The restaurant sector is worth an estimated £27billion to the UK’s economy and has profited from massive growth in recent years.
Although restaurants took a significant hit during 2020 because of the Covid-19 pandemic, the industry is expected to make a full recovery by 2024.
This is unsurprising as Brits spend £106 billion on food services at 42,000 food-led establishments across the nation each year, making this a highly diverse and varied industry in which to sell a business.
The excellent flexibility of the sector is unparalleled elsewhere in the UK economy, with everything from Michelin-starred fine dining, to fast food, takeaways, food vans, and more on offer.
This gives you the chance to showcase what’s truly unique about your restaurant business to the buyer market.
If you’re thinking about selling your restaurant, read on to learn about the steps involved.
How to Value a Restaurant
The value of your restaurant will be calculated by combining your business’s assets and its goodwill.
A restaurant’s assets will vary according to whether you operate on a dining-only basis, offer takeaway or delivery services, and the type of cuisine.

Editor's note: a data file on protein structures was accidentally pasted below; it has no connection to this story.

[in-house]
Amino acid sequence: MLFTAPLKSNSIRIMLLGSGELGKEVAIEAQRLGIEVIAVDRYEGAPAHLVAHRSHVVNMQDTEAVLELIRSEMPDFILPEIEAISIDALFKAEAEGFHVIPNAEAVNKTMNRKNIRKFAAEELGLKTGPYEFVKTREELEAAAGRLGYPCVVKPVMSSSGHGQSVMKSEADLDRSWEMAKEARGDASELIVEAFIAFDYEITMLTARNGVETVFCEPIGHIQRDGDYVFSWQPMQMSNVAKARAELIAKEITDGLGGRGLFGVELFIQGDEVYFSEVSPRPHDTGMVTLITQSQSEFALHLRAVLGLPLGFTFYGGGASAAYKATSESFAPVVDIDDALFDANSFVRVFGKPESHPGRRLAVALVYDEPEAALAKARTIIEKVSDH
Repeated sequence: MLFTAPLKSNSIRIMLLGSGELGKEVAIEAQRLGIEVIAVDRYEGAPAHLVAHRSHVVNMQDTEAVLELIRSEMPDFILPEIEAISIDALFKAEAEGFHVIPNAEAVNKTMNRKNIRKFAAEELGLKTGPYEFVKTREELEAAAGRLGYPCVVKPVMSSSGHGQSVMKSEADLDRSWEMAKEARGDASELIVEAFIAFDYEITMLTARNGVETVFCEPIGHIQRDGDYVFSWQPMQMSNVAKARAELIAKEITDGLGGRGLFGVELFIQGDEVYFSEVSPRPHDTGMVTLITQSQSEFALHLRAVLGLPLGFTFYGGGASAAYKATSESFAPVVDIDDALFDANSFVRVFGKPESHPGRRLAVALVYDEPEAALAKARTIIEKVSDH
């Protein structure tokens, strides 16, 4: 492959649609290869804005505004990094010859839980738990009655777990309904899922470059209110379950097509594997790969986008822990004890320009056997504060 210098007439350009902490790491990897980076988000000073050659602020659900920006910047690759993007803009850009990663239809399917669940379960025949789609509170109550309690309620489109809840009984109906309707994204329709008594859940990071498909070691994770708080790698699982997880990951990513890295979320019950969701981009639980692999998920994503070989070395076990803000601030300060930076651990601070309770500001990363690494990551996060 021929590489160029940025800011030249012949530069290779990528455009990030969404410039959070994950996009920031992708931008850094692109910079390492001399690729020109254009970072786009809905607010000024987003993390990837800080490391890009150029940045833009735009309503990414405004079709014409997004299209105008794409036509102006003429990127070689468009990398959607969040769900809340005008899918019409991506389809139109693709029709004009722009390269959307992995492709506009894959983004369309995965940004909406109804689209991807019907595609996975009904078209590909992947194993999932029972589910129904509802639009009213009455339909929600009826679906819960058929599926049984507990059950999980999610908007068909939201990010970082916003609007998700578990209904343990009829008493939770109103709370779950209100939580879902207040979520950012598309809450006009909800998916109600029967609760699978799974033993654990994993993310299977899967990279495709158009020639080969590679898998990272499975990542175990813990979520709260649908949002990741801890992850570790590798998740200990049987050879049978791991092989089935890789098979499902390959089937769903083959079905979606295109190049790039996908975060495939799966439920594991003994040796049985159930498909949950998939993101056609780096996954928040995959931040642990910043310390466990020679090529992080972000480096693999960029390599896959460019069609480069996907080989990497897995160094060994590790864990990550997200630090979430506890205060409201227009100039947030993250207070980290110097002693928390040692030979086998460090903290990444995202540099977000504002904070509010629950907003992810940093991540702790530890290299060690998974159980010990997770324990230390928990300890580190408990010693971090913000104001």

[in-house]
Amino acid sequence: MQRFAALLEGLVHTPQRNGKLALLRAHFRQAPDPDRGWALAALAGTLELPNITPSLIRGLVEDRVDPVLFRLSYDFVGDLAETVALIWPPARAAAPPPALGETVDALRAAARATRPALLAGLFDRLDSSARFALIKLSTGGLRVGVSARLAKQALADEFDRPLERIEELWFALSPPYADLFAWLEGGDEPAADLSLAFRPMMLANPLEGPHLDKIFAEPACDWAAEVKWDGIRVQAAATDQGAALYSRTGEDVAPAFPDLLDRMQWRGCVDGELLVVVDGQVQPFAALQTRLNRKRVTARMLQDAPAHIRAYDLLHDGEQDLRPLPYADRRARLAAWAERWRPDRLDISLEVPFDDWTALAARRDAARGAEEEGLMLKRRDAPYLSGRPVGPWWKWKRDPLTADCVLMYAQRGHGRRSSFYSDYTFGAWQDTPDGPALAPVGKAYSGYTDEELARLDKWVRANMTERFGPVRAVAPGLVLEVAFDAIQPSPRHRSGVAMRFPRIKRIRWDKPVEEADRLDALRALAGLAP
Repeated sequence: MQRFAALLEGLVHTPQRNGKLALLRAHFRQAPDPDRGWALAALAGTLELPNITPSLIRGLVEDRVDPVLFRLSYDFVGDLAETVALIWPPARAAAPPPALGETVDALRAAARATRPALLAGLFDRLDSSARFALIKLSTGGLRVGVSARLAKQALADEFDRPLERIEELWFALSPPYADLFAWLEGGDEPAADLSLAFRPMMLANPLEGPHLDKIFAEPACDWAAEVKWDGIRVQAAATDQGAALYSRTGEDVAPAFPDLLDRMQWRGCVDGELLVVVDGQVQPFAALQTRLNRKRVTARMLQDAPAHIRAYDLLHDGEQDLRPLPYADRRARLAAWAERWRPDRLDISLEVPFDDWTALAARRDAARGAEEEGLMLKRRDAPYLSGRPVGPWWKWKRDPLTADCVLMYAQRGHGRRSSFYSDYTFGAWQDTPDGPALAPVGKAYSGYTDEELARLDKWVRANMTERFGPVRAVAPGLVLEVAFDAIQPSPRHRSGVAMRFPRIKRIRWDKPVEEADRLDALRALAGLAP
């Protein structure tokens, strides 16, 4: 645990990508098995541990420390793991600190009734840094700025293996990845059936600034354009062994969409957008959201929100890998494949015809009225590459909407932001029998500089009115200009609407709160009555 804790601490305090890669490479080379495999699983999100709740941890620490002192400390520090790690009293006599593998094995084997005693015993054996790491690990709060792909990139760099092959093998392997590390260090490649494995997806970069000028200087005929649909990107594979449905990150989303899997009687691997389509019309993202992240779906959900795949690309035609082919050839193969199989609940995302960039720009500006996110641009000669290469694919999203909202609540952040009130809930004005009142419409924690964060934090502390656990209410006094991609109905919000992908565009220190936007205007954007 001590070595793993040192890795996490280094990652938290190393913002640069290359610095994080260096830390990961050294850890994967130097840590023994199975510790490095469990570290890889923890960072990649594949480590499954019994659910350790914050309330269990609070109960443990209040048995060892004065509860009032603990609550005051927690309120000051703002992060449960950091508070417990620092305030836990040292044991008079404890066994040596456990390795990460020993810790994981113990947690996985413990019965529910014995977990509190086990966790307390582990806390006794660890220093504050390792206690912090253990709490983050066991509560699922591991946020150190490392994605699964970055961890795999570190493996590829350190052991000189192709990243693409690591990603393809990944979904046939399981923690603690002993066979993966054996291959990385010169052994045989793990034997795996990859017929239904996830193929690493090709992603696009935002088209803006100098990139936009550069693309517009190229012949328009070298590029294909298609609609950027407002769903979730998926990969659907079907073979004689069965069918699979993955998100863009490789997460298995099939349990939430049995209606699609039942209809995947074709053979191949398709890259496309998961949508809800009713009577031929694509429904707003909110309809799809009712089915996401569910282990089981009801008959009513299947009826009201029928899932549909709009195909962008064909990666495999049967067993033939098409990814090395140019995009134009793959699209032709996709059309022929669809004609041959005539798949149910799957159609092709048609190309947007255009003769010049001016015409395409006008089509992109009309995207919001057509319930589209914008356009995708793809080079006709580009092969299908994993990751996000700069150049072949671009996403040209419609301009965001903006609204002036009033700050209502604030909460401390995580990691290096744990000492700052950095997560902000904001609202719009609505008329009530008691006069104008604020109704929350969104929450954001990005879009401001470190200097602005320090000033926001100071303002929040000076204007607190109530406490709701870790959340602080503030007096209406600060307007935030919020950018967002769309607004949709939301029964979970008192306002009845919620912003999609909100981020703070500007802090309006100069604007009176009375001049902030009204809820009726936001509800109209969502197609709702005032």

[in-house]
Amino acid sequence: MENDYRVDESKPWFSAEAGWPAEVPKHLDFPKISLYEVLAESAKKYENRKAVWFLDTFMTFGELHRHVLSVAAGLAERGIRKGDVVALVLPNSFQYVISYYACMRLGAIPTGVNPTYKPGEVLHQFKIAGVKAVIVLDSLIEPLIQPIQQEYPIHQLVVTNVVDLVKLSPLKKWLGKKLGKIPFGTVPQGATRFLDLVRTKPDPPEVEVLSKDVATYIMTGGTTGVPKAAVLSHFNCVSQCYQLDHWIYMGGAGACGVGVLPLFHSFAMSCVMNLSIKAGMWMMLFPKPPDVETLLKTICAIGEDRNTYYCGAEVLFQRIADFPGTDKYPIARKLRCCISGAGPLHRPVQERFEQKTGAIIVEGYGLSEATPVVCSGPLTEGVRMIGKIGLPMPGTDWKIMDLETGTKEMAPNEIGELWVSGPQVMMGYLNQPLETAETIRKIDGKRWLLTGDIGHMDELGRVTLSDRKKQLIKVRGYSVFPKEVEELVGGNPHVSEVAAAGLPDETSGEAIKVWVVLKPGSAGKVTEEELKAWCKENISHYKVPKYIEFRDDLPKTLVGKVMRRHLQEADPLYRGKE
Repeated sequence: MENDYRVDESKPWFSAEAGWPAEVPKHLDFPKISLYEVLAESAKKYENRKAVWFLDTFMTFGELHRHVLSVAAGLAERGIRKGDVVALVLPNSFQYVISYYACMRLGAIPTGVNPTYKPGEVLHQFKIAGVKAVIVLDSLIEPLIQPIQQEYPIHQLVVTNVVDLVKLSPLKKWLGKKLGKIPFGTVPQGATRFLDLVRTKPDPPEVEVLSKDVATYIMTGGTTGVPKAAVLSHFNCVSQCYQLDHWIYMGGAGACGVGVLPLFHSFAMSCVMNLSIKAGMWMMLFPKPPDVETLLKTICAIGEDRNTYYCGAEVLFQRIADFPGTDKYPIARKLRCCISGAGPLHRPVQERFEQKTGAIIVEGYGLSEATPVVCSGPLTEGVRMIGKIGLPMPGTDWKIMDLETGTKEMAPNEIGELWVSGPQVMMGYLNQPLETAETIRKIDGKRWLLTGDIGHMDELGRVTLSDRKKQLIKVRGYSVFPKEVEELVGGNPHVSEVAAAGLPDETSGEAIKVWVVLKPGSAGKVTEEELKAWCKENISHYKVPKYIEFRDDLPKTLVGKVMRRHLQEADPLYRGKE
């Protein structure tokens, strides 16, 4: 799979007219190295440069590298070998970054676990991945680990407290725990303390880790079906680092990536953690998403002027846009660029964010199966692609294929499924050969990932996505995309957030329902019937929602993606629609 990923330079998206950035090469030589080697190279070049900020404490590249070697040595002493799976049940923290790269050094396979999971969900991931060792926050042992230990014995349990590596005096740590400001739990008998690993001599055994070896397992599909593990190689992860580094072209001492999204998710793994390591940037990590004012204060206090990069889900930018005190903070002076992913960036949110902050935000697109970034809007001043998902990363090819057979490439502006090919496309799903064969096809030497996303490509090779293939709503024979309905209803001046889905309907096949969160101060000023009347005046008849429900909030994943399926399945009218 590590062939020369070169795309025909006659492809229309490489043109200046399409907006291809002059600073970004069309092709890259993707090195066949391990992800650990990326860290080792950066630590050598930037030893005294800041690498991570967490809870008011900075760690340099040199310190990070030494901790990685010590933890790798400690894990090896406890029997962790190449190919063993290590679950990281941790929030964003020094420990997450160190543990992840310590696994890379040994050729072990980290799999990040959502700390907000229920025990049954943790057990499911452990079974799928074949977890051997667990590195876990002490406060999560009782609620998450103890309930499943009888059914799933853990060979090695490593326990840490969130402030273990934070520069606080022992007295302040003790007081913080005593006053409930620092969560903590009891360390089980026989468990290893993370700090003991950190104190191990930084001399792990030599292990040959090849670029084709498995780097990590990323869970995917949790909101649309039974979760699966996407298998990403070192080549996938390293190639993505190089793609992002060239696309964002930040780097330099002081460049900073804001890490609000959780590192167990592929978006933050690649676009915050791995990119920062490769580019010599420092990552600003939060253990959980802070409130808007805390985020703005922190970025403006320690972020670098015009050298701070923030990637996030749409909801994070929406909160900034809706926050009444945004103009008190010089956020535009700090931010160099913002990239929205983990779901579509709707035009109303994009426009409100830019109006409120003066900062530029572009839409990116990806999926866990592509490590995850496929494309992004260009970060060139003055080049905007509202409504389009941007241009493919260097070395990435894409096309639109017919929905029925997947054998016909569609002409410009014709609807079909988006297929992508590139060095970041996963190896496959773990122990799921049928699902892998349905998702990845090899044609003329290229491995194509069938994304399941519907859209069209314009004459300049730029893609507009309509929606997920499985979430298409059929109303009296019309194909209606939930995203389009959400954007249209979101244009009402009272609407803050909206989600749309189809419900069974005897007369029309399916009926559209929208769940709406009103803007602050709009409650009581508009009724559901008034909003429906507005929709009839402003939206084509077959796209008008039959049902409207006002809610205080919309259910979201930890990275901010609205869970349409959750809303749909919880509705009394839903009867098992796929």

Typical assets featured in a restaurant’s valuation include:
Kitchen/cooking equipment, such as ovens, fridges, freezers, fryers, and grills
Utensils, cutlery, and crockery
Furniture, such as dining tables and chairs, shelves, booths, counters
Cash registers and Point of Sale systems
Property value, if owning and selling the freehold of your premises
The age, quality, and condition of your assets will be factored into a valuation.
This is because higher-quality assets will mean the buyer does not need to worry about replacing any items soon, therefore providing better value for money and resulting in a higher asset valuation.
The goodwill of your food establishment is a little trickier to calculate but is nonetheless vital to gaining an accurate valuation.
When estimating the value of your restaurant’s goodwill, it’s important to consider the following factors:
The overall capacity of your venue, I.e. the number of covers it can accommodate
The working capacity of your restaurant. This is calculated from the number of covers you have on average per day/night, so we recommend gathering data from your PoS system for two years.
Customer reputation, as evidenced by reviews and ratings on websites such as TripAdvisor and Facebook